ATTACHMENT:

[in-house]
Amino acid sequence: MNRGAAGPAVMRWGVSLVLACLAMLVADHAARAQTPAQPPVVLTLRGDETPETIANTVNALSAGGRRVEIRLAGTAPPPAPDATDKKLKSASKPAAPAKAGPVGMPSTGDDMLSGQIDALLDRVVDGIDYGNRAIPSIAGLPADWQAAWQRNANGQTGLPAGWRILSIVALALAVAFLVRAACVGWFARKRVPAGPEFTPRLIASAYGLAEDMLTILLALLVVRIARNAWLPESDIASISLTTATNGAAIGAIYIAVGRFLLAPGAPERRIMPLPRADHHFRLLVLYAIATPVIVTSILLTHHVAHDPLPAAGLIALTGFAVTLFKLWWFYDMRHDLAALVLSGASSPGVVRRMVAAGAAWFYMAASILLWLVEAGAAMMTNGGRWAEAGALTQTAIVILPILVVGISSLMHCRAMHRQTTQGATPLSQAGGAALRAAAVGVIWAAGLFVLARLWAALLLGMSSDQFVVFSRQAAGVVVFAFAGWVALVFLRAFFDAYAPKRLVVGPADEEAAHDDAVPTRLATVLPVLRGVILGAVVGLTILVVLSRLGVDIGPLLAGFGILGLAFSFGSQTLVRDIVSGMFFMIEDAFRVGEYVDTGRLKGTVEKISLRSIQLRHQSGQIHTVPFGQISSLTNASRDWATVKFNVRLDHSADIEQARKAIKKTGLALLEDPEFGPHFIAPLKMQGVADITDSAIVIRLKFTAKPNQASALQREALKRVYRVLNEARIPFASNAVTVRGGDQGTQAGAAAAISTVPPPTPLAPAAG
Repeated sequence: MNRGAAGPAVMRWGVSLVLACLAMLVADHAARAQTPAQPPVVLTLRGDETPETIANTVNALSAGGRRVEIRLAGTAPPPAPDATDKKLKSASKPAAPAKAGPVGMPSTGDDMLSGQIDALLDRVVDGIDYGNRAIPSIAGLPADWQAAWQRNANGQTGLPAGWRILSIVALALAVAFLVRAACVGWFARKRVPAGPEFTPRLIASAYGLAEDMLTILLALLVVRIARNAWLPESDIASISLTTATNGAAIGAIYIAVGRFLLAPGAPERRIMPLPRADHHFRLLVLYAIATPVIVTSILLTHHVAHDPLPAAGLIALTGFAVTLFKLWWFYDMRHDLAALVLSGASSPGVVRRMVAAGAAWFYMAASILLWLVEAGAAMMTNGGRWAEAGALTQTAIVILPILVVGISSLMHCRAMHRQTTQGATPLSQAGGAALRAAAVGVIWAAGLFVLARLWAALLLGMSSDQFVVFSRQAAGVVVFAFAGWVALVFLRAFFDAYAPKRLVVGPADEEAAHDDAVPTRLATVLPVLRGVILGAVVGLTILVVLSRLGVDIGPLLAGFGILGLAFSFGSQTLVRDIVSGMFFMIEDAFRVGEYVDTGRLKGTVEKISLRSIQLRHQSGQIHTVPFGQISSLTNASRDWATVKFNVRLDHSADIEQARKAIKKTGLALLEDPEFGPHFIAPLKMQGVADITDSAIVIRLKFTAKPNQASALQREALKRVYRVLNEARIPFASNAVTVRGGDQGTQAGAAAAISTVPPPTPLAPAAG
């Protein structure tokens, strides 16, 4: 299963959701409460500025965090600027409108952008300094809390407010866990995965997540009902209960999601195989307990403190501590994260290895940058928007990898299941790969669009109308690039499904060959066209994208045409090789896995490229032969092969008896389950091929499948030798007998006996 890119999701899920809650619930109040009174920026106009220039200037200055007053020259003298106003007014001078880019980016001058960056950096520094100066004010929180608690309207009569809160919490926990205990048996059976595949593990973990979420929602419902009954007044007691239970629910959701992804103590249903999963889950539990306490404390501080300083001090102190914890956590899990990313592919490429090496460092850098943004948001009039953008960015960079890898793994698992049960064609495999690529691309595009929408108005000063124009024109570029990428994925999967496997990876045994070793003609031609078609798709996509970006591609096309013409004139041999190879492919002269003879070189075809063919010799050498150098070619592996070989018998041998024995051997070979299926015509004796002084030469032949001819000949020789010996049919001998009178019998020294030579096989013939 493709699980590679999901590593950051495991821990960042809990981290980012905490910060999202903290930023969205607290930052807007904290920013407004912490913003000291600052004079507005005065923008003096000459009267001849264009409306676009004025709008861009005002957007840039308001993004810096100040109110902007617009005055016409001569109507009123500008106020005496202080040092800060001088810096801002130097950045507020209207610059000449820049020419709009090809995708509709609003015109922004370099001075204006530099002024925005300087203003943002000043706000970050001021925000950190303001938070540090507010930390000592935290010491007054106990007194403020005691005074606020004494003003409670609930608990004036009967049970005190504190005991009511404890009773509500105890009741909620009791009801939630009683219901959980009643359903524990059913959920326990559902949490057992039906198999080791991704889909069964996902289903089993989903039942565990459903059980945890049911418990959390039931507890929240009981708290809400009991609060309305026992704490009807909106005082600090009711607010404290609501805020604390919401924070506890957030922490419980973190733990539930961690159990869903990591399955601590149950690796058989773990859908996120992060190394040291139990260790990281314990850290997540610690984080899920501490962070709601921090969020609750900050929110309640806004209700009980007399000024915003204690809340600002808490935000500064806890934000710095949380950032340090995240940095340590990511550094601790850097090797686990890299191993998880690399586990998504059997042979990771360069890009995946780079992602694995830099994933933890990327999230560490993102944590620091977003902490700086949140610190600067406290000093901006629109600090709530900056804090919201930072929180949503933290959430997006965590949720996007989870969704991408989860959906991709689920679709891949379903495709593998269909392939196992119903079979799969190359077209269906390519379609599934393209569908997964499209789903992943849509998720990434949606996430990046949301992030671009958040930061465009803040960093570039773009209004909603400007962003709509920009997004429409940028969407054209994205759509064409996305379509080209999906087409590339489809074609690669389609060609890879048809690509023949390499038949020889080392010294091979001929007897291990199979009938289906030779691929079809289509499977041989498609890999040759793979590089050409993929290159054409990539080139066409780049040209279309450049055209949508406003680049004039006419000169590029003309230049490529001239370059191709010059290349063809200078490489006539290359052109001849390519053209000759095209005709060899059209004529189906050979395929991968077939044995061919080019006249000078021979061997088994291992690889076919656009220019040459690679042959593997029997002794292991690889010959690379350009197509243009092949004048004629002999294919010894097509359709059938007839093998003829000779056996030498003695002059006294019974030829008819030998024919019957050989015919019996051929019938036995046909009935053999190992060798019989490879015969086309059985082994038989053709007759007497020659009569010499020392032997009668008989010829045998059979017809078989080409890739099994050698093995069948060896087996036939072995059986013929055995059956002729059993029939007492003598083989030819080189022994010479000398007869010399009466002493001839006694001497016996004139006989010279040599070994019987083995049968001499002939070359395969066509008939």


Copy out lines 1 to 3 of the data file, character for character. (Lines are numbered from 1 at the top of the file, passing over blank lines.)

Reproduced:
[in-house]
Amino acid sequence: MNRGAAGPAVMRWGVSLVLACLAMLVADHAARAQTPAQPPVVLTLRGDETPETIANTVNALSAGGRRVEIRLAGTAPPPAPDATDKKLKSASKPAAPAKAGPVGMPSTGDDMLSGQIDALLDRVVDGIDYGNRAIPSIAGLPADWQAAWQRNANGQTGLPAGWRILSIVALALAVAFLVRAACVGWFARKRVPAGPEFTPRLIASAYGLAEDMLTILLALLVVRIARNAWLPESDIASISLTTATNGAAIGAIYIAVGRFLLAPGAPERRIMPLPRADHHFRLLVLYAIATPVIVTSILLTHHVAHDPLPAAGLIALTGFAVTLFKLWWFYDMRHDLAALVLSGASSPGVVRRMVAAGAAWFYMAASILLWLVEAGAAMMTNGGRWAEAGALTQTAIVILPILVVGISSLMHCRAMHRQTTQGATPLSQAGGAALRAAAVGVIWAAGLFVLARLWAALLLGMSSDQFVVFSRQAAGVVVFAFAGWVALVFLRAFFDAYAPKRLVVGPADEEAAHDDAVPTRLATVLPVLRGVILGAVVGLTILVVLSRLGVDIGPLLAGFGILGLAFSFGSQTLVRDIVSGMFFMIEDAFRVGEYVDTGRLKGTVEKISLRSIQLRHQSGQIHTVPFGQISSLTNASRDWATVKFNVRLDHSADIEQARKAIKKTGLALLEDPEFGPHFIAPLKMQGVADITDSAIVIRLKFTAKPNQASALQREALKRVYRVLNEARIPFASNAVTVRGGDQGTQAGAAAAISTVPPPTPLAPAAG
Repeated sequence: MNRGAAGPAVMRWGVSLVLACLAMLVADHAARAQTPAQPPVVLTLRGDETPETIANTVNALSAGGRRVEIRLAGTAPPPAPDATDKKLKSASKPAAPAKAGPVGMPSTGDDMLSGQIDALLDRVVDGIDYGNRAIPSIAGLPADWQAAWQRNANGQTGLPAGWRILSIVALALAVAFLVRAACVGWFARKRVPAGPEFTPRLIASAYGLAEDMLTILLALLVVRIARNAWLPESDIASISLTTATNGAAIGAIYIAVGRFLLAPGAPERRIMPLPRADHHFRLLVLYAIATPVIVTSILLTHHVAHDPLPAAGLIALTGFAVTLFKLWWFYDMRHDLAALVLSGASSPGVVRRMVAAGAAWFYMAASILLWLVEAGAAMMTNGGRWAEAGALTQTAIVILPILVVGISSLMHCRAMHRQTTQGATPLSQAGGAALRAAAVGVIWAAGLFVLARLWAALLLGMSSDQFVVFSRQAAGVVVFAFAGWVALVFLRAFFDAYAPKRLVVGPADEEAAHDDAVPTRLATVLPVLRGVILGAVVGLTILVVLSRLGVDIGPLLAGFGILGLAFSFGSQTLVRDIVSGMFFMIEDAFRVGEYVDTGRLKGTVEKISLRSIQLRHQSGQIHTVPFGQISSLTNASRDWATVKFNVRLDHSADIEQARKAIKKTGLALLEDPEFGPHFIAPLKMQGVADITDSAIVIRLKFTAKPNQASALQREALKRVYRVLNEARIPFASNAVTVRGGDQGTQAGAAAAISTVPPPTPLAPAAG